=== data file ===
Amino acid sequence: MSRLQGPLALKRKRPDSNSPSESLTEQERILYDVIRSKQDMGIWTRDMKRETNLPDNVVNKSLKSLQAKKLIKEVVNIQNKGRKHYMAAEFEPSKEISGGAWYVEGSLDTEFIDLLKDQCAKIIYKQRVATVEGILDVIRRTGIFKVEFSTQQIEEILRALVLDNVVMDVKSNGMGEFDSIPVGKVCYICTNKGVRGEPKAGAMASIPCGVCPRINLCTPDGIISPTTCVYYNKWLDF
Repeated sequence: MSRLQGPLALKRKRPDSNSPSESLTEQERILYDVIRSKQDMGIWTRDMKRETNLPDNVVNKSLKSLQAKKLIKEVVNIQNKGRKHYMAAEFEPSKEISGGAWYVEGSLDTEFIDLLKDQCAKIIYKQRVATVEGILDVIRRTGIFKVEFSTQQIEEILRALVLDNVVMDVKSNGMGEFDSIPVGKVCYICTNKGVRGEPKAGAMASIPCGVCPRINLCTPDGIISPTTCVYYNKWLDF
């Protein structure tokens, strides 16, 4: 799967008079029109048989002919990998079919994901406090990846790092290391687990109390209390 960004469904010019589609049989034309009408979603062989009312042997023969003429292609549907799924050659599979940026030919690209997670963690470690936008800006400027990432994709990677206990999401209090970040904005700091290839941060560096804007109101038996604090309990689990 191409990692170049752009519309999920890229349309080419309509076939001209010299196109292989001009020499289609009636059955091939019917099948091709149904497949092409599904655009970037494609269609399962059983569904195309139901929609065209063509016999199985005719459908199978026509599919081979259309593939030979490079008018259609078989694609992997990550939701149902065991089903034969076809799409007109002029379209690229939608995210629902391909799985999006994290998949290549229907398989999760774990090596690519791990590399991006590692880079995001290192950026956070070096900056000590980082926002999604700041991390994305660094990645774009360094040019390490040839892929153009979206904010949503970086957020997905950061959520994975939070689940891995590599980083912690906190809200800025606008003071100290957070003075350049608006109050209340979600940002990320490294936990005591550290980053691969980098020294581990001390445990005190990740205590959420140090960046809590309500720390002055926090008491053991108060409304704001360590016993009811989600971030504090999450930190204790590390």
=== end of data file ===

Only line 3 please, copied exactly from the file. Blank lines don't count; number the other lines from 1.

């Protein structure tokens, strides 16, 4: 799967008079029109048989002919990998079919994901406090990846790092290391687990109390209390 960004469904010019589609049989034309009408979603062989009312042997023969003429292609549907799924050659599979940026030919690209997670963690470690936008800006400027990432994709990677206990999401209090970040904005700091290839941060560096804007109101038996604090309990689990 191409990692170049752009519309999920890229349309080419309509076939001209010299196109292989001009020499289609009636059955091939019917099948091709149904497949092409599904655009970037494609269609399962059983569904195309139901929609065209063509016999199985005719459908199978026509599919081979259309593939030979490079008018259609078989694609992997990550939701149902065991089903034969076809799409007109002029379209690229939608995210629902391909799985999006994290998949290549229907398989999760774990090596690519791990590399991006590692880079995001290192950026956070070096900056000590980082926002999604700041991390994305660094990645774009360094040019390490040839892929153009979206904010949503970086957020997905950061959520994975939070689940891995590599980083912690906190809200800025606008003071100290957070003075350049608006109050209340979600940002990320490294936990005591550290980053691969980098020294581990001390445990005190990740205590959420140090960046809590309500720390002055926090008491053991108060409304704001360590016993009811989600971030504090999450930190204790590390």